Description: A letter report issued by the General Accounting Office with an abstract that begins "For fiscal year 2002 (the most recent data), the Corporation for Public Broadcasting provided about 16 percent of public television's revenues of $1.63 billion. GAO agreed to review the statutory allocations for federal funding of public television, the Corporation's distribution of funds through its Community Service Grant and Television Future Fund programs, its distribution of funds for the Public Broadcasting Service's National Program Service and for local programming, and its grant programs for assisting public television's transition to digital technologies and services."
Date: April 30, 2004
Creator: United States. General Accounting Office.
Partner: UNT Libraries Government Documents Department

Telecommunications: Long-Term Strategic Vision Would Help Ensure Targeting of E-rate Funds to Highest-Priority Uses

Description: A letter report issued by the Government Accountability Office with an abstract that begins "The Federal Communications Commission's (FCC) Schools and Libraries Universal Service Support Mechanism--also known as the E-rate program--is a significant source of federal funding for information technology for schools and libraries, providing about $2 billion a year. As requested, GAO assessed issues related to the E-rate program's long-term goals, including (1) key trends in the demand for and use of E-rate funding and the implications of these trends; (2) the rate of program participation, participants' views on requirements, and FCC's actions to facilitate participation; and (3) FCC's performance goals and measures for the program and how they compare to key characteristics of successful goals and measures. To perform this work, GAO analyzed data going back to the first year of the program, surveyed a sample of participating schools and libraries, reviewed agency documents, and interviewed agency officials and program stakeholders."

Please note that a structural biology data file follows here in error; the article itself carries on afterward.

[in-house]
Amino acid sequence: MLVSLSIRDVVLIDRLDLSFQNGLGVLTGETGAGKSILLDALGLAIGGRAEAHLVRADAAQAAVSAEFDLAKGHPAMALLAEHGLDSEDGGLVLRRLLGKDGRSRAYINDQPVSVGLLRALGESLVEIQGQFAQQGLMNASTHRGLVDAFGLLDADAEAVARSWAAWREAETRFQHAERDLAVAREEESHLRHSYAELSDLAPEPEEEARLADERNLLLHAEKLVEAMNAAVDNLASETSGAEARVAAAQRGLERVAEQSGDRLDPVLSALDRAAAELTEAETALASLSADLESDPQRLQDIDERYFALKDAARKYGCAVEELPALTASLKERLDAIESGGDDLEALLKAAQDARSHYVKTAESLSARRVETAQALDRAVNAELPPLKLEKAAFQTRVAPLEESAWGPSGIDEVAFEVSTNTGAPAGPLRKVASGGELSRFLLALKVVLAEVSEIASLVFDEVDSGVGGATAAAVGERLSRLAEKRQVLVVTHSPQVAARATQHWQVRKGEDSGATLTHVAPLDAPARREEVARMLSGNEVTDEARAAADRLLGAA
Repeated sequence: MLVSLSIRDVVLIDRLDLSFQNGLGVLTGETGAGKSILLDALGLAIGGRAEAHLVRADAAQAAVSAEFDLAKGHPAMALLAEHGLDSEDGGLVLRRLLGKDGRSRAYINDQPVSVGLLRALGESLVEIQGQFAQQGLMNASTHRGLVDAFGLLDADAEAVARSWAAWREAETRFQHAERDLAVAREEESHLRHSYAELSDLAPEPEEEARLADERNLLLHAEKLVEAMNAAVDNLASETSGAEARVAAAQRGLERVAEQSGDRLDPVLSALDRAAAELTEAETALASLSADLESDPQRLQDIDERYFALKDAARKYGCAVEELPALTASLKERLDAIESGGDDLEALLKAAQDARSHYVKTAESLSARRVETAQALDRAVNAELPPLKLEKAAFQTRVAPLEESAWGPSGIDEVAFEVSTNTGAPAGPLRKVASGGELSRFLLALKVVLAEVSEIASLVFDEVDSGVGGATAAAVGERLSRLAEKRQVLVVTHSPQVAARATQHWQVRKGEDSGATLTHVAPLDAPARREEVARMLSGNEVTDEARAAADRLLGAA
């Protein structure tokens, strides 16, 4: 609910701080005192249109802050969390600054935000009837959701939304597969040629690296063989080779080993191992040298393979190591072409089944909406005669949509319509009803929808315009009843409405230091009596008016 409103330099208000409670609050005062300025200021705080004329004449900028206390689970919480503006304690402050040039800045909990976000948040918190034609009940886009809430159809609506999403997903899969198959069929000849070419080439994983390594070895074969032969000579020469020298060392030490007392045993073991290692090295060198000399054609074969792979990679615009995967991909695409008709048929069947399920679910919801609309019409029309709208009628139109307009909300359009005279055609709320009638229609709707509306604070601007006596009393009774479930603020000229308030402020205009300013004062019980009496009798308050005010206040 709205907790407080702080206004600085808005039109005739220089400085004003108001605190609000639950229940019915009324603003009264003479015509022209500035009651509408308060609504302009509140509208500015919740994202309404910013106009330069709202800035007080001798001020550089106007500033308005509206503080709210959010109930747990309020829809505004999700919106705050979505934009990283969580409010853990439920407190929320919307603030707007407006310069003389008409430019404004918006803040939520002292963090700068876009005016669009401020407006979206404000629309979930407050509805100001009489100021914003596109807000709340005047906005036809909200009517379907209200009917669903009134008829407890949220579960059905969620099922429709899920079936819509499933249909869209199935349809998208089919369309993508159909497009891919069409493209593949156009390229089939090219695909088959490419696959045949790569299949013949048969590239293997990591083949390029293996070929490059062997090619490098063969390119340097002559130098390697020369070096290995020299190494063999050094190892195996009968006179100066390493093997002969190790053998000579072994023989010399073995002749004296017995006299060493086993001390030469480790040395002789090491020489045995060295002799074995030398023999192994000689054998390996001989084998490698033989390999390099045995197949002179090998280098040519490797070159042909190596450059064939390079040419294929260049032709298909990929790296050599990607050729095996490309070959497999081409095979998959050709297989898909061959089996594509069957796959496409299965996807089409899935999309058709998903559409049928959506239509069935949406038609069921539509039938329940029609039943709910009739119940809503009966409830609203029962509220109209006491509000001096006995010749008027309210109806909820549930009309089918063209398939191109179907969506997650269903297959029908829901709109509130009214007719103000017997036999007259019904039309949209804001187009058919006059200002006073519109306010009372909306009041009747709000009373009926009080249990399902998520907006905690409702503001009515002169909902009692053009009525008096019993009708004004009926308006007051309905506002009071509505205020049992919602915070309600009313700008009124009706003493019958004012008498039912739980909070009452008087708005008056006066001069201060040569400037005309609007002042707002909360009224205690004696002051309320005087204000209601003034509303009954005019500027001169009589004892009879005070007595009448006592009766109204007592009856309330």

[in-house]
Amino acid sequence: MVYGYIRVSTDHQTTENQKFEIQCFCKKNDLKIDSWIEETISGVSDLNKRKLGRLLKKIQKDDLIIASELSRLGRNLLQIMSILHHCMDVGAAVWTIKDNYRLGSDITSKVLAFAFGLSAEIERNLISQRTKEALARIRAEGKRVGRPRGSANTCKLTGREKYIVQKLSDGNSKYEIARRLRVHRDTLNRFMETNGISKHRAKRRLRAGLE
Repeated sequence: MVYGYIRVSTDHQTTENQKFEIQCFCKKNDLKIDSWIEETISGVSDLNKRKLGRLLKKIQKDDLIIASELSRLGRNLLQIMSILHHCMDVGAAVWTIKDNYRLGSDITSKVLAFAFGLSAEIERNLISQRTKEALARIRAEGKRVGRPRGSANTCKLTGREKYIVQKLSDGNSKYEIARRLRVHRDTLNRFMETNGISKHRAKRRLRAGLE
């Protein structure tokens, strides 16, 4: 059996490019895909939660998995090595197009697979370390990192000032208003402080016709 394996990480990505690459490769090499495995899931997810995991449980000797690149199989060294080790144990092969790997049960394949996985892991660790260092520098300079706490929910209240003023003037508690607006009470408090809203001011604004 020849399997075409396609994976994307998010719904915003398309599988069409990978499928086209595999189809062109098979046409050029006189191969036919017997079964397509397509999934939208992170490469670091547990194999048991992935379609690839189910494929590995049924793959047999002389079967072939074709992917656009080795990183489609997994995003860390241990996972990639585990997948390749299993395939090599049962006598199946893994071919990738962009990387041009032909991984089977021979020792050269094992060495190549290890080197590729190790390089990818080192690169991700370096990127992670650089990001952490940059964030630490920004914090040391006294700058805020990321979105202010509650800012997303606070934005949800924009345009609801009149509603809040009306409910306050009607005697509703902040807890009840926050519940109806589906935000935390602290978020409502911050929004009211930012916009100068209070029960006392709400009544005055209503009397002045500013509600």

Date: March 27, 2009
Creator: United States. Government Accountability Office.
Partner: UNT Libraries Government Documents Department

Telecommunications: Enhanced Data Collection and Analysis Could Inform FCC's Efforts to Complete the Digital Transition of Low-Power Television Stations and Reallocate Spectrum